Glaucoma Surgery

Glaucoma is a GROUP of disorders. What they all have in common is an increase in the pressure inside the eye. When the pressure is too high, damage occurs to the optic nerve. The optic nerve is made up of a bundle of nerve fibers which sends signals to the brain. Damage to the optic nerve can initially cause blind spots at the outer edges of the field of vision called peripheral or side vision. This is the main sign of glaucoma treated.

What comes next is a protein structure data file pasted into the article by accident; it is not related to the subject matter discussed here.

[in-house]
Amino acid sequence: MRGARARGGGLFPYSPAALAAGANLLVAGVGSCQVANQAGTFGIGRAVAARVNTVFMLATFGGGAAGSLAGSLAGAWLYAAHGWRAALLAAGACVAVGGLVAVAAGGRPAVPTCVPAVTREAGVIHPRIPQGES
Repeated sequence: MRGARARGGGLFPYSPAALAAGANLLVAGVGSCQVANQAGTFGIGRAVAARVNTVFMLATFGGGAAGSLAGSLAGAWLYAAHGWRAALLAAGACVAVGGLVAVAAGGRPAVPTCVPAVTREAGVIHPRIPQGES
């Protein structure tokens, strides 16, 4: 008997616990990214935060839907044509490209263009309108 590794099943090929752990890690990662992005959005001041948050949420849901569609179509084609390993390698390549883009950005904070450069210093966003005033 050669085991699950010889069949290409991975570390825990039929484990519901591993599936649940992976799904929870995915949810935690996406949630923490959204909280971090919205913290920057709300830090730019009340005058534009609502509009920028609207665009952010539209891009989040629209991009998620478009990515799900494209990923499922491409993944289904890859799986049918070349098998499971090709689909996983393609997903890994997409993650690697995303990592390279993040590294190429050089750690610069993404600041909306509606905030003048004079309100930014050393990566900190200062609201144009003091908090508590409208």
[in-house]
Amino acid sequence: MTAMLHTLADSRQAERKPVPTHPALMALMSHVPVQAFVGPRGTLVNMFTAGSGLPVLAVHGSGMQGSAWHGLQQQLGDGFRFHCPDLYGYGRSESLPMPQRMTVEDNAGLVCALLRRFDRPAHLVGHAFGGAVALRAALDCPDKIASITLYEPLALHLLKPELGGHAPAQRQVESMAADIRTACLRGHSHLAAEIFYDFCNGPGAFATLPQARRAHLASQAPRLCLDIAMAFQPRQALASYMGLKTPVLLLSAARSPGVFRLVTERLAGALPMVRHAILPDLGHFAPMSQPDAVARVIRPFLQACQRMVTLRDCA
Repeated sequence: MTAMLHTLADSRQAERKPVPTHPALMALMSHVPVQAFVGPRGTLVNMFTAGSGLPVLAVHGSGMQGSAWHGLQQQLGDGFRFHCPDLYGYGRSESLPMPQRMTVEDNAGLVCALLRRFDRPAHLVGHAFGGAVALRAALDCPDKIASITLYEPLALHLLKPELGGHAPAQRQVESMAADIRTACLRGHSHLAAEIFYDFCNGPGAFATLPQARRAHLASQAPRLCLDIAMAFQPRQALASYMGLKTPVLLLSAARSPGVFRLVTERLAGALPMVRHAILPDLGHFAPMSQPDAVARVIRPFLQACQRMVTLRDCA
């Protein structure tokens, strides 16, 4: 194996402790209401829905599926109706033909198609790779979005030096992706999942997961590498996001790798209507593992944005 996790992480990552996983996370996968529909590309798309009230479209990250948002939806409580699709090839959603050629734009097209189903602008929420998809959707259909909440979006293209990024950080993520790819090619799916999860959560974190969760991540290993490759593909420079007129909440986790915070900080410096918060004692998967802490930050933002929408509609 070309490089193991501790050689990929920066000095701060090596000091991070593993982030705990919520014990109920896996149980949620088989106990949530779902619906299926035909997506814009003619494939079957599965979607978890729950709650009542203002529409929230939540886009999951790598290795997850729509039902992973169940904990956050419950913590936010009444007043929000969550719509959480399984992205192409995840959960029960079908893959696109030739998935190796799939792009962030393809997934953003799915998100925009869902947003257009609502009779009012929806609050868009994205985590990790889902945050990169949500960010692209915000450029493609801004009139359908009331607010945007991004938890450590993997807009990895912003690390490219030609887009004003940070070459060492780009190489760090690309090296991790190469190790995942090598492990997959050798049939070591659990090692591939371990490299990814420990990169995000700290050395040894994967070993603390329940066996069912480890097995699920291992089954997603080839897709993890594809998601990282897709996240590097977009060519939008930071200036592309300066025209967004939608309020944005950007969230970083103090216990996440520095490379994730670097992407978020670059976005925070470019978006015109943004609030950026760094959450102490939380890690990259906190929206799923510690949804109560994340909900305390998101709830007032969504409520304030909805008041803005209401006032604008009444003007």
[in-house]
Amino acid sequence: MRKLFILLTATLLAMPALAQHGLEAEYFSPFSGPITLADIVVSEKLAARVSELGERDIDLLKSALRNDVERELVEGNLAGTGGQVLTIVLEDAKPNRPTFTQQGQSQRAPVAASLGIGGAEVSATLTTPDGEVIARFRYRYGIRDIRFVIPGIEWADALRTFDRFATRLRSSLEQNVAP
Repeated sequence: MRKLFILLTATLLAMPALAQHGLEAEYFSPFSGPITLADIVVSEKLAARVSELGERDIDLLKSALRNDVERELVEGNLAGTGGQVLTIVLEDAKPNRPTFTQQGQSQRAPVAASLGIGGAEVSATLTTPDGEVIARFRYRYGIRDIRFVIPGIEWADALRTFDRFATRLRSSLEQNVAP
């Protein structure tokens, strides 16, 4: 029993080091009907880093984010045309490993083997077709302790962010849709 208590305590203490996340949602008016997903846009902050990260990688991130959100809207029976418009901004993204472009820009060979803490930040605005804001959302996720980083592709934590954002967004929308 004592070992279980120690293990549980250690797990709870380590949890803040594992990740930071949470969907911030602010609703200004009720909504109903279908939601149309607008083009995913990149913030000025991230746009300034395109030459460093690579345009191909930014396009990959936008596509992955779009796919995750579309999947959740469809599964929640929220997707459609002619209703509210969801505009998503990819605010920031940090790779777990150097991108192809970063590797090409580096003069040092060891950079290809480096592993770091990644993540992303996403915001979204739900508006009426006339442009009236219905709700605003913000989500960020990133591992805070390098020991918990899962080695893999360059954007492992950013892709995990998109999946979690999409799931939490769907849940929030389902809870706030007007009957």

The primary goal of treatment is to preserve vision. The typical first line of treatment is eye drops which lower the intraocular pressure by helping fluid leave the eye or by reducing the amount of fluid produced in the eye. Some patients may need to take multiple different types of eye drops or even eye drops plus medications in pill form to effectively lower the pressure. In addition, there are laser treatments for both angle closure and open angle glaucoma. Laser treatment for angle closure glaucoma is usually performed to prevent an acute attack as described above; while laser treatment for open angle glaucoma is performed when medications are not effective enough or the patient has difficulty taking medications. Surgery, which involves making a drainage system for the fluid in the eye, is usually performed when medications and lasers are ineffective.